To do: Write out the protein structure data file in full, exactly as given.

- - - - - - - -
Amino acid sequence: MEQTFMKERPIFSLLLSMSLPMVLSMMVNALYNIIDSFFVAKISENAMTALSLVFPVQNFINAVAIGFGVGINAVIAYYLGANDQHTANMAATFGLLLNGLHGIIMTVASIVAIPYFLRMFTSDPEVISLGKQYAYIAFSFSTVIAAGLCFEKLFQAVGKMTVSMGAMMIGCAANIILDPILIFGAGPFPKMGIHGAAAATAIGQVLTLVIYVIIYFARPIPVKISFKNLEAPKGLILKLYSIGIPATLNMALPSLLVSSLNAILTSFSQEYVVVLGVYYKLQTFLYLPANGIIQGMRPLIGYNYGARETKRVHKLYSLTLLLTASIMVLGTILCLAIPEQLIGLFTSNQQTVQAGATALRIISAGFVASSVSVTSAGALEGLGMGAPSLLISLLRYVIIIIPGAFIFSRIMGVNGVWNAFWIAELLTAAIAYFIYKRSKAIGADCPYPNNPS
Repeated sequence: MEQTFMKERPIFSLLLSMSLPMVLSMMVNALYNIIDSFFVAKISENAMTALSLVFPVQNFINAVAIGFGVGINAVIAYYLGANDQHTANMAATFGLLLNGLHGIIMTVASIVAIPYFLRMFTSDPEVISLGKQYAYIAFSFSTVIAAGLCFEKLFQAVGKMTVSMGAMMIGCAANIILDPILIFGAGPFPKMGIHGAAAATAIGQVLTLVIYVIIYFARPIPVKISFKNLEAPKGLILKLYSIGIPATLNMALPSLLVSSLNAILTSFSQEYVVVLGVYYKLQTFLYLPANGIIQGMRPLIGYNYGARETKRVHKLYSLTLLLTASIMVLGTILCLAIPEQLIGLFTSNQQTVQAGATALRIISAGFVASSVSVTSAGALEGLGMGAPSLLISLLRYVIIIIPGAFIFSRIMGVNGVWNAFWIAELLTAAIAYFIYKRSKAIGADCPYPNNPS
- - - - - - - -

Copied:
Amino acid sequence: MEQTFMKERPIFSLLLSMSLPMVLSMMVNALYNIIDSFFVAKISENAMTALSLVFPVQNFINAVAIGFGVGINAVIAYYLGANDQHTANMAATFGLLLNGLHGIIMTVASIVAIPYFLRMFTSDPEVISLGKQYAYIAFSFSTVIAAGLCFEKLFQAVGKMTVSMGAMMIGCAANIILDPILIFGAGPFPKMGIHGAAAATAIGQVLTLVIYVIIYFARPIPVKISFKNLEAPKGLILKLYSIGIPATLNMALPSLLVSSLNAILTSFSQEYVVVLGVYYKLQTFLYLPANGIIQGMRPLIGYNYGARETKRVHKLYSLTLLLTASIMVLGTILCLAIPEQLIGLFTSNQQTVQAGATALRIISAGFVASSVSVTSAGALEGLGMGAPSLLISLLRYVIIIIPGAFIFSRIMGVNGVWNAFWIAELLTAAIAYFIYKRSKAIGADCPYPNNPS
Repeated sequence: MEQTFMKERPIFSLLLSMSLPMVLSMMVNALYNIIDSFFVAKISENAMTALSLVFPVQNFINAVAIGFGVGINAVIAYYLGANDQHTANMAATFGLLLNGLHGIIMTVASIVAIPYFLRMFTSDPEVISLGKQYAYIAFSFSTVIAAGLCFEKLFQAVGKMTVSMGAMMIGCAANIILDPILIFGAGPFPKMGIHGAAAATAIGQVLTLVIYVIIYFARPIPVKISFKNLEAPKGLILKLYSIGIPATLNMALPSLLVSSLNAILTSFSQEYVVVLGVYYKLQTFLYLPANGIIQGMRPLIGYNYGARETKRVHKLYSLTLLLTASIMVLGTILCLAIPEQLIGLFTSNQQTVQAGATALRIISAGFVASSVSVTSAGALEGLGMGAPSLLISLLRYVIIIIPGAFIFSRIMGVNGVWNAFWIAELLTAAIAYFIYKRSKAIGADCPYPNNPS